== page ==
A NURSE was left fighting for her life after she caught a flesh-eating bug while tending to her plants in the garden.
Jodie Wylie began to suffer a migraine and found a large bruise on her right thigh after doing the gardening.
The 50-year-old initially dismissed her symptoms as she thought they were just a bad migraine.
The green-fingered nurse was rushed to hospital where she was diagnosed with Necrotising Fasciitis, a severe infection which saw bacteria release toxins into her blood.
The bug affects the tissue beneath the skin and the surrounding muscles.
Mum-of-two Jodie had to have a large part of her skin, muscle and tissue removed on her right thigh in a bid to save her life.
Surgeons also had to carry out 13 surgeries in order to scrape away the disease.
Jodie said she felt as though her head was going to explode, so she went to bed.
The intensive care nurse said she was exhausted and wasn’t responding to any medication.
"My throat was sore and I was vomiting. I thought it was just a bad migraine.
"I can only go by what my friend and sister told me because I don't remember much.
"They called a doctor and he thought it was a virus and a migraine.
"My gut was telling me it was more severe than a migraine because I'd never felt like that before but I prolonged going to hospital until it was almost too late.
"I had a bruise on my leg which was so painful and mottled and dark. I couldn't even walk into the hospital, I had to use a wheelchair.
"I had a feeling it was Necrotising Fasciitis and I told my sister I thought I was going to die."
What is necrotising fasciitis?
NECROTISING fasciitis is a rare but serious bacterial infection that affects the tissue beneath the skin, the surrounding muscles and organs.
It's often referred to as a "flesh-eating" disease, though the bacteria don't eat the flesh.
Rather, they release toxins that damage the nearby tissue.
The condition can start from a relatively minor injury, such as a small cut, but can progress and get worse very quickly.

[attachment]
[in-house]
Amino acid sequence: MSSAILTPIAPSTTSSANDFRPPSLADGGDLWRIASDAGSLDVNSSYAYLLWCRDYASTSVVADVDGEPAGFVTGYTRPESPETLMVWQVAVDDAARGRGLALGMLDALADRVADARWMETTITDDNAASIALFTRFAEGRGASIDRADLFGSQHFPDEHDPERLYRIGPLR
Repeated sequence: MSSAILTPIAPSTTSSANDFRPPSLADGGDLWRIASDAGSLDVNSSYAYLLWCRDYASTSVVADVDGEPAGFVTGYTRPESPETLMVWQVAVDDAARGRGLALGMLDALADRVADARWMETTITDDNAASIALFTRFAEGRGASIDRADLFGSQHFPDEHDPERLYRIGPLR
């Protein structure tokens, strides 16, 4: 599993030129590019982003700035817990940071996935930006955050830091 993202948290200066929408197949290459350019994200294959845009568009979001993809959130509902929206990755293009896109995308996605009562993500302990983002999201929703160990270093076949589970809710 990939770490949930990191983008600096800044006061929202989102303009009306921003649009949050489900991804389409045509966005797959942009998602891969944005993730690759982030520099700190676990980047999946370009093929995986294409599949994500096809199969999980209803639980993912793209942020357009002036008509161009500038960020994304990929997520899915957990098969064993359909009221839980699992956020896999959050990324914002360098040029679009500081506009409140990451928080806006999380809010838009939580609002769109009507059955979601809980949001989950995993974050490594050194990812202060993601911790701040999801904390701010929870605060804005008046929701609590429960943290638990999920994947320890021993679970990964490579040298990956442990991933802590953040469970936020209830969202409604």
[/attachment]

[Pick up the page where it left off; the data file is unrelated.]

If it's not recognised quickly, the condition can become life-threatening.
Symptoms can develop quickly, and early signs include:
- a small but painful cut or scratch on the skin
- intense pain that's put of proportion to the damage on the skin
- a high temperature, or fever – similar to flu
After a few days, it's likely you'll notice:
- swelling or redness in the area, which will often feel firm to touch
- diarrhoea and vomiting
- dark patches on the skin that turn into fluid-filled blisters
Necrotising fasciitis is a medical emergency that can spread very quickly. It is important if you suspect you are suffering with it, you dial 999 immediately.
On arriving at the hospital Jodie’s blood pressure dropped and her heart rate soared.
She was rushed to surgery where medics cut open her leg and diagnosed her with the disease.
Jodie, who lives in Melbourne, Australia, spent the next two weeks on the same intensive care unit she worked on, as she'd also been diagnosed with septicaemia.
Jodie's family were told to prepare for the worst.
Jodie, who lives with daughters, Charlotte, 10, and Madeleine, 8, in Melbourne, Australia, said: "My throat was swollen to the same size as my head.
"It was touch and go."
In order to help kill the bacteria Jodie had hyperbaric oxygen therapy where she underwent 100% oxygen in a pressurised environment
She has now lost a lot of skin and muscle in her leg but is able to walk.
Jodie said it has taken her a whole year to get back into the garden and she said this is where she could have picked up the disease.
She added: "I've lost a lot of my thigh and hip and I still have a lot of nerve damage.
"A lot of my leg is numb so it's itchy but I can't feel anything when I scratch it.
"The skin is down to the bone now in some places and my leg gets exhausted.
"It's taken me a year to get back out in the garden because it's questionable that that's where it happened and I dread I'll wake up sick again.”
She added that her children are scared she will end up in hospital again.
"If it wasn't for my friend Mandi staying with me, I would have been at home on my own and I wasn't capable of picking up the phone to call an ambulance.
"It has been a very traumatic and difficult time and I am so grateful to the dedicated medical staff who saved my life, and to my amazing family and friends who have been there for me.
“We really need to act early when the signs are telling us we are extremely sick.
"I tried to be brave and stayed at home too long before agreeing to be taken to hospital.
"It was almost too late for me and I'm lucky to be alive."
A friend of Jodie has set up a fundraising page as she's had to give up work due to her illness.
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